Whatever Happened to Mr. Clean India PM?
People are recalling an old adage—where there is smoke, there is fire, to now taint India’s technocrat politician Mr. Mammohan Singh. For the second day in succession, India’s opposition demanded the Prime Minister’s resignation after the national auditor's report charged the government with scam in allocation of coal mines.
After the auditor Comptroller and Auditor General (CAG) revealed "undue benefit" of $33.4 billion to private firms in allocation of coal mines, both lower and upper houses of Indian Parliament witnessed chaotic scenes with opposition lawmakers targeting ruling Congress. India's opposition is now threatening to block all parliamentary proceedings until the prime minister resigns.
Demanding Singh’s resignation, a senior opposition leader Arun Jaitley stated, "The way forward is that the prime minister must accept his culpability. The reason is very obvious. For five out of the eight years (analysed by the auditor)... he himself was the coal minister.”
India's auditor suggested the government lost billions of dollars by failing to auction valuable coal mining rights in a report that has brought the issue of alleged corruption back to the forefront.
In the era of Jawaharlal Nehru, Indian politicians were of different breed, they would be in politics to serve people. Neither money making, nor power grabbing was their aspiration; they lived and died for their principles. A long line of dedicated individuals such as Lal Bahadur Shastri, Morarji Desai etc. continued that tradition, but then Indira Gandhi came in and things started changing. Indira considered herself to have the legitimate right on Indian throne, and she established the Gandhi dynasty (no relation with Mahatma Gandhi).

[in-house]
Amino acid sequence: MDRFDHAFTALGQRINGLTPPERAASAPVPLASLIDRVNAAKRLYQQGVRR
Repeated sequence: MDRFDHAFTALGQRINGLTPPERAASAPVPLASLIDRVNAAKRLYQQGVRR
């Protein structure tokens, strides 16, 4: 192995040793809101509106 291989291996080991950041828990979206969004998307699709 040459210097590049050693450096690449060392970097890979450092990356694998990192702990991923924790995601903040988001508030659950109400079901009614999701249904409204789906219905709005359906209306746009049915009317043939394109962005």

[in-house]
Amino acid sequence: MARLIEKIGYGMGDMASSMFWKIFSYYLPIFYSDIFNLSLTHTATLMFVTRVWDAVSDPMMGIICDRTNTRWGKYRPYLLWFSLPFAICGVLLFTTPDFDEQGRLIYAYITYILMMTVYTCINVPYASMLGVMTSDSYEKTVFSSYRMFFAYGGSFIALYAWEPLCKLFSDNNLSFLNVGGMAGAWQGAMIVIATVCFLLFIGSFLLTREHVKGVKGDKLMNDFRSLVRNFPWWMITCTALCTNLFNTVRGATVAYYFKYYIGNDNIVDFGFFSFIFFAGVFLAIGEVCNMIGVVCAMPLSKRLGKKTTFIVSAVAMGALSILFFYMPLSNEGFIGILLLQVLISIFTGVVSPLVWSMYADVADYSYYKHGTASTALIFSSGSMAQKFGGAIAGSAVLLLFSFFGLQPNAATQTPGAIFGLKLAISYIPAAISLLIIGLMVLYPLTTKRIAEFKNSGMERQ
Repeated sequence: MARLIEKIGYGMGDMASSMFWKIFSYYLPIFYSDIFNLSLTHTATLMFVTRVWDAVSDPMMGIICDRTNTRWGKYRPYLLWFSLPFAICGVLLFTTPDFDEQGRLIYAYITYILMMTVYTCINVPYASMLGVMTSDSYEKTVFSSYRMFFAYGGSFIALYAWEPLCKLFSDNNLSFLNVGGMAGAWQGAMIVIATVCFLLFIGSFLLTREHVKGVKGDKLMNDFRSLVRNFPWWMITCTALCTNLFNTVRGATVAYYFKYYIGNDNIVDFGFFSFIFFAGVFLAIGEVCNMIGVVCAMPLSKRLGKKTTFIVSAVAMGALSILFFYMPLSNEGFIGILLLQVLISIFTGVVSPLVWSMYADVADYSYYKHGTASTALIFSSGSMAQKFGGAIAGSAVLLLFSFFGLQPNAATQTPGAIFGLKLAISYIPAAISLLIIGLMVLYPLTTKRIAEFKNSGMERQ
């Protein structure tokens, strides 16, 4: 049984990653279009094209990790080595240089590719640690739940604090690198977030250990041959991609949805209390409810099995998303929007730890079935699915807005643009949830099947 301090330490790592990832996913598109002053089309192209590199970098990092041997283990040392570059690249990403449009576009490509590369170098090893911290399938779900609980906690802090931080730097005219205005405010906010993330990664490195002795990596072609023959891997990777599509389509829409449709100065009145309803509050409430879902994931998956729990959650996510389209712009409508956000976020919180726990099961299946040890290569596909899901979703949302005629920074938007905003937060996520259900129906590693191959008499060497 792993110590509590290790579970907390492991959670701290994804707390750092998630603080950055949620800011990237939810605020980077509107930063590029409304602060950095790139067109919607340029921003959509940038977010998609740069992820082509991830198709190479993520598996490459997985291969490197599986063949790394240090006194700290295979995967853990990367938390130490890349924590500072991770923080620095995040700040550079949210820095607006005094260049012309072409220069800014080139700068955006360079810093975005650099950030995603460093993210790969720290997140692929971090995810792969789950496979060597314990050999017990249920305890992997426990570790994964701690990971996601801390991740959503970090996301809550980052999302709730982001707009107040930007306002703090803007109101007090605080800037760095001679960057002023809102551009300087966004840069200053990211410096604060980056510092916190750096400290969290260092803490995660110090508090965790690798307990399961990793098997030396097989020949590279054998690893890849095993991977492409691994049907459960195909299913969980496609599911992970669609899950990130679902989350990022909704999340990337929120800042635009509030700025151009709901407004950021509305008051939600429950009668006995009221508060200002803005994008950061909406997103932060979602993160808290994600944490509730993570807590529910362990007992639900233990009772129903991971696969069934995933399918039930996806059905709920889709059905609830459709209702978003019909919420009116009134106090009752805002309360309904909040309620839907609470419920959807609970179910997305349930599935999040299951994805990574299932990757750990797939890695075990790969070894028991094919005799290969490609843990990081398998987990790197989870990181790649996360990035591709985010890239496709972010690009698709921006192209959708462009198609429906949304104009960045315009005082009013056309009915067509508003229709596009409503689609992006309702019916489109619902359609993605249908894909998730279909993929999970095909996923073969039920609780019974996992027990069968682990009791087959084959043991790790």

Now India’s political power emanates from the house of Indira Gandhi’s descendants—Manmohan Singh is just a figure head, to fill the position in the interim. Sonia Gandhi’s son is being groomed as the next Prime Minister. In his first term Singh was known as "Mr. Clean", but in the second term he has been damaged by a string of scandals.
In 2010, there was a scandal of under-pricing of mobile phone licenses that cost the treasury up to $39 billion. The government initially rejected the claim, but later the telecom minister of the time, A Raja and some other officials were put on trial. It is sad that Singh, who is not a career politician, and is a man of distinction, would be drawn into such controversy. Indeed it is a sad time in Bapu Gandhi's own homeland.